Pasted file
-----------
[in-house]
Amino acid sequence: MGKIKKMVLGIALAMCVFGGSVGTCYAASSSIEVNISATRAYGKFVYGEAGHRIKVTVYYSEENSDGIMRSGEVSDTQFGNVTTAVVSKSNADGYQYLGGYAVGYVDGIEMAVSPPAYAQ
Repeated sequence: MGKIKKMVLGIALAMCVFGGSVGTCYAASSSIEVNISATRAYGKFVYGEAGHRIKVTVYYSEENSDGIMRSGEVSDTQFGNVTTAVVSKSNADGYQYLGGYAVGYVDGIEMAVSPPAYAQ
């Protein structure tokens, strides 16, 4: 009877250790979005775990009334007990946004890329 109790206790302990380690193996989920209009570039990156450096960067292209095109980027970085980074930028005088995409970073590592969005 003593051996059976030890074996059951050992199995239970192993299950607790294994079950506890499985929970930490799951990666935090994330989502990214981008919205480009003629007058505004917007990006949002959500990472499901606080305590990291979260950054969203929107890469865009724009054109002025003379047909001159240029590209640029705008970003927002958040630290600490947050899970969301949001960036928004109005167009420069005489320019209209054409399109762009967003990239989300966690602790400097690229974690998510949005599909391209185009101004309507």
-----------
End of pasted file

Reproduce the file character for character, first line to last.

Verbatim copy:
[in-house]
Amino acid sequence: MGKIKKMVLGIALAMCVFGGSVGTCYAASSSIEVNISATRAYGKFVYGEAGHRIKVTVYYSEENSDGIMRSGEVSDTQFGNVTTAVVSKSNADGYQYLGGYAVGYVDGIEMAVSPPAYAQ
Repeated sequence: MGKIKKMVLGIALAMCVFGGSVGTCYAASSSIEVNISATRAYGKFVYGEAGHRIKVTVYYSEENSDGIMRSGEVSDTQFGNVTTAVVSKSNADGYQYLGGYAVGYVDGIEMAVSPPAYAQ
């Protein structure tokens, strides 16, 4: 009877250790979005775990009334007990946004890329 109790206790302990380690193996989920209009570039990156450096960067292209095109980027970085980074930028005088995409970073590592969005 003593051996059976030890074996059951050992199995239970192993299950607790294994079950506890499985929970930490799951990666935090994330989502990214981008919205480009003629007058505004917007990006949002959500990472499901606080305590990291979260950054969203929107890469865009724009054109002025003379047909001159240029590209640029705008970003927002958040630290600490947050899970969301949001960036928004109005167009420069005489320019209209054409399109762009967003990239989300966690602790400097690229974690998510949005599909391209185009101004309507």